Something that's not obvious from movie is that Otto Preminger is yet another German director. More accurately, he was Austrian but he still belonged to the class of German directors who willingly took on movies that went beyond simply trying to entertain people. Perhaps ironically, one German, ostensibly at one time an artist, who didn't come anywhere near understanding this was Hitler as he commissioned a series of movies for his Third Reich, all of which were complete crap.
Cat has been quite a student of cinema but it still surprised me a little that she was familiar with the "The Man with the Golden Arm." Like me it had been a very long time since she watched it and she said she may watch it again. It had been so long with me that I didn't remember how it ended and perhaps that's the same with her.
Just as with German movie directors, Cat is not satisfied with music that is simply entertaining. Live music is a performance art so of course entertainment is part of it but if that's as far as you're willing to go then it's very unlikely she will stage you at Cat's Art MusikCircus. The same is true with her visual art as making something pretty is not enough for her and some of it is brutal but, even in that frankness, there is an elegant beauty to it.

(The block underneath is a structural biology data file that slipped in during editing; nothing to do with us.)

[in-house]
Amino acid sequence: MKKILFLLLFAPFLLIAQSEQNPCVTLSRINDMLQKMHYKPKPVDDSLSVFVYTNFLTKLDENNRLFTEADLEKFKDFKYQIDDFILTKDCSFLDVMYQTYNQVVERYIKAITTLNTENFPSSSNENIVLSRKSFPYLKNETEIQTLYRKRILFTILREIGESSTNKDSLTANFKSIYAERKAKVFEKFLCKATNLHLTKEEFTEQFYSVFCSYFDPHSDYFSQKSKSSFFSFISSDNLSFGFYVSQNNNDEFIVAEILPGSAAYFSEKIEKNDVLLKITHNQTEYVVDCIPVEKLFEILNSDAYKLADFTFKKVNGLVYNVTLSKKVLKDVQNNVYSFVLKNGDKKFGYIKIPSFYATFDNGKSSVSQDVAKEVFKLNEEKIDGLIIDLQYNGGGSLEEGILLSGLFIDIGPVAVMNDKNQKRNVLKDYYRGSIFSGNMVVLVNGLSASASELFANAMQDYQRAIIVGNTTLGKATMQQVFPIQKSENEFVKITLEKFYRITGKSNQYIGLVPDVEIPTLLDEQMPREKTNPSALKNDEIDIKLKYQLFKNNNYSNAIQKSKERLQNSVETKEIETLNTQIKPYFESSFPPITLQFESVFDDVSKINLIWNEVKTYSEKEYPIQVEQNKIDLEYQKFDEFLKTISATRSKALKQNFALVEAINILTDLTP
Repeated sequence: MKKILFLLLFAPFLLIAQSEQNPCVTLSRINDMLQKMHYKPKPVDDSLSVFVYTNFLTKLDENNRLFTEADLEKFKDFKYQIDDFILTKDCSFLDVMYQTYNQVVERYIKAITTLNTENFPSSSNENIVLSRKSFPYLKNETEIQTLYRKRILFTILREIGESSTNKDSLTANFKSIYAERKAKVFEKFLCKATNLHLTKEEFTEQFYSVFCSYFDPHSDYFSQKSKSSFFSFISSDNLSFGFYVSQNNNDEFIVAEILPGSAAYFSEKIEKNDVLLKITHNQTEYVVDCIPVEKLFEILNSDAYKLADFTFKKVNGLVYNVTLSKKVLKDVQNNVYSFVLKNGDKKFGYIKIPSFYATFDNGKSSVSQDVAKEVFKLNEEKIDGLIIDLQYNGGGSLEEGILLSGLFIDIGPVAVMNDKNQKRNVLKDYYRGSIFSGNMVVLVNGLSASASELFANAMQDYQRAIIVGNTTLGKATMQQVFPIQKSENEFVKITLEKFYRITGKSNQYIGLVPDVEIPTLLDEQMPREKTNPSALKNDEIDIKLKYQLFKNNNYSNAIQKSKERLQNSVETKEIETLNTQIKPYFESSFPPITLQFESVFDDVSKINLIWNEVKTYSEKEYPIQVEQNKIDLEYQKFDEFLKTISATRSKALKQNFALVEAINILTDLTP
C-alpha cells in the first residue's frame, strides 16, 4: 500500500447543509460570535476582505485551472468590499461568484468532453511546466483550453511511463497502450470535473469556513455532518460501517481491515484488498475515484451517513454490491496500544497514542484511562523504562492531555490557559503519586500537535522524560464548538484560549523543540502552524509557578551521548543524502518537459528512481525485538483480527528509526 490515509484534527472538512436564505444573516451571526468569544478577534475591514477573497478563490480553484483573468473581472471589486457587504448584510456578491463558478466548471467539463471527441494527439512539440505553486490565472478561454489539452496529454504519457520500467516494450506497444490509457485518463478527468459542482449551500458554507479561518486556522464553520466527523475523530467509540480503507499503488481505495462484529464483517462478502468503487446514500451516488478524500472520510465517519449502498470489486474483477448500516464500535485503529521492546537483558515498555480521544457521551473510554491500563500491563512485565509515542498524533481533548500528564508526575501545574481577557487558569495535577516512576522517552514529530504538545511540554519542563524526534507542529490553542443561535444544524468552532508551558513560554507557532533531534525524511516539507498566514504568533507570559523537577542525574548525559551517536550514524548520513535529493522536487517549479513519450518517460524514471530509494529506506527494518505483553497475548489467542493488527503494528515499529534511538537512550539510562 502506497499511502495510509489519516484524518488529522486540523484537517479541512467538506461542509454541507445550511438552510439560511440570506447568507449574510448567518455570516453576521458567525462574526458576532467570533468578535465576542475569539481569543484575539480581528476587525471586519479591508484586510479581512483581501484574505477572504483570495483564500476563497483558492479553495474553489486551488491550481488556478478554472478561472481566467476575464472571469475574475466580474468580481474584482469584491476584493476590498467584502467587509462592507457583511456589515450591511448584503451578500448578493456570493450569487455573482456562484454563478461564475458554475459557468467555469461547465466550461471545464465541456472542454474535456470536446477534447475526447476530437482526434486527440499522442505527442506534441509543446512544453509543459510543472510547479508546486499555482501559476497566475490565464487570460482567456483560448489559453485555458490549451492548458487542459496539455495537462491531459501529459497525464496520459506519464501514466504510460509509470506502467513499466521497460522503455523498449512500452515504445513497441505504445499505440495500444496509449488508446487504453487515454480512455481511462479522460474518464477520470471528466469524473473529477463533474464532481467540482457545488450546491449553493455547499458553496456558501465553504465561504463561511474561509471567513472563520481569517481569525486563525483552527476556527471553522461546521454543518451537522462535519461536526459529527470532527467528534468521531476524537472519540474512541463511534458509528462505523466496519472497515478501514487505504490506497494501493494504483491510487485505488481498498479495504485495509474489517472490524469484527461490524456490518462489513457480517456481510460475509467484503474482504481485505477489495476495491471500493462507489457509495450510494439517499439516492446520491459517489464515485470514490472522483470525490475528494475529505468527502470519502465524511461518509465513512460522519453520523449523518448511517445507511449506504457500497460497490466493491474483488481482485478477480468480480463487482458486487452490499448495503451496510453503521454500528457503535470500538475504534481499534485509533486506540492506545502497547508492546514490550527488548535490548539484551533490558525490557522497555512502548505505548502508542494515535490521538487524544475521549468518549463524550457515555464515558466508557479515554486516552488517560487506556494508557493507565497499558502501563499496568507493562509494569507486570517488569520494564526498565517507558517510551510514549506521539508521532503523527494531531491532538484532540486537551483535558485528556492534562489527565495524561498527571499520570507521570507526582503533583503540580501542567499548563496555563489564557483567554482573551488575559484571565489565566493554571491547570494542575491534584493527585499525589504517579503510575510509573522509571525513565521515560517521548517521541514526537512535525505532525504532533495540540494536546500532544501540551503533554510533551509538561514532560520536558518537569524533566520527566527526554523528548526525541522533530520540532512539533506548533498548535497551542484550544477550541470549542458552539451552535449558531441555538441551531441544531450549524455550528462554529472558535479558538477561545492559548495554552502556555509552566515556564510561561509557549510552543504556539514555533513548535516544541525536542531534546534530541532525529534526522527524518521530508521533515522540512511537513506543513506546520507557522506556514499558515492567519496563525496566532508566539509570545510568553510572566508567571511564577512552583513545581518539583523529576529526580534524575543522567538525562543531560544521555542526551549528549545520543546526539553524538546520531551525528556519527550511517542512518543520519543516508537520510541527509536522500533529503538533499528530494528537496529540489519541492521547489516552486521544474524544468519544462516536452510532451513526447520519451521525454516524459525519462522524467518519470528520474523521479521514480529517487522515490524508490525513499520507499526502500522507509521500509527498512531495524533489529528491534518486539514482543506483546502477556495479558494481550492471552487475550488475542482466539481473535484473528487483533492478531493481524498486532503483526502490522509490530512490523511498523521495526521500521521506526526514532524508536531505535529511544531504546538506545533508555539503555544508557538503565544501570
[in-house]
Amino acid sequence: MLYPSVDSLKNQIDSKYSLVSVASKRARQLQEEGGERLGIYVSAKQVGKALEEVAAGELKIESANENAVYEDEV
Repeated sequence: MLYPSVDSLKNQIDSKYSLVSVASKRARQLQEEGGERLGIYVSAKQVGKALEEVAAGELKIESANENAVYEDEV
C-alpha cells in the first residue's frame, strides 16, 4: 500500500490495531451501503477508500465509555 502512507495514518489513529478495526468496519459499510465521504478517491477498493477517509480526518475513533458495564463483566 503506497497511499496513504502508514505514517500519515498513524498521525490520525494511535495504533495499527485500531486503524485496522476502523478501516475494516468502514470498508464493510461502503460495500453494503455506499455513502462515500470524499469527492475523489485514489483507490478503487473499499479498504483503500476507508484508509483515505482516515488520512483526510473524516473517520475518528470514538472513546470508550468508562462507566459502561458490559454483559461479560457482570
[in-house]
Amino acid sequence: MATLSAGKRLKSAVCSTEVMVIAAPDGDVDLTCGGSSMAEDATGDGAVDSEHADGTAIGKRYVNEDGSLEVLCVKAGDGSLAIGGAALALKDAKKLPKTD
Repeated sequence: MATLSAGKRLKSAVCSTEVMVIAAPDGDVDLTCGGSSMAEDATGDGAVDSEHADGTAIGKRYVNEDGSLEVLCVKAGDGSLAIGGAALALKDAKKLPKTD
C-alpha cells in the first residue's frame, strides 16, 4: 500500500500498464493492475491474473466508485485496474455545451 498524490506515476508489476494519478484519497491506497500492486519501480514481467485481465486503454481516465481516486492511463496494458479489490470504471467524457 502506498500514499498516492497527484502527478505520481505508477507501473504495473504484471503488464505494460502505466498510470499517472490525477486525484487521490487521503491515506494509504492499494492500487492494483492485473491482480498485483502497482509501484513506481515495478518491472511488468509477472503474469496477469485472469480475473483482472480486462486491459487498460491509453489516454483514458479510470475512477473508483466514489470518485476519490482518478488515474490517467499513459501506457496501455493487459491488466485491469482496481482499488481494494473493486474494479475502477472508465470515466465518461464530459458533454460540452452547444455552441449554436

There is more than intellectual interest in these movies as the damage done to Britain by heroin is obvious the moment you spend some time here. What I'll pass to the sociologists and psychologists in the audience is my concern over any idea that junkies are victims of the evil dealers. I don't mean to defend the dealers but maybe their evil is about the same as the bankers as both are bleeding society but they do it in different ways. My concern is that treating junkies as victims absolves them of responsibility and accountability but you don't become a junkie just by sniffing the stuff, you have to work at it and time will pass before the monkey is on your back.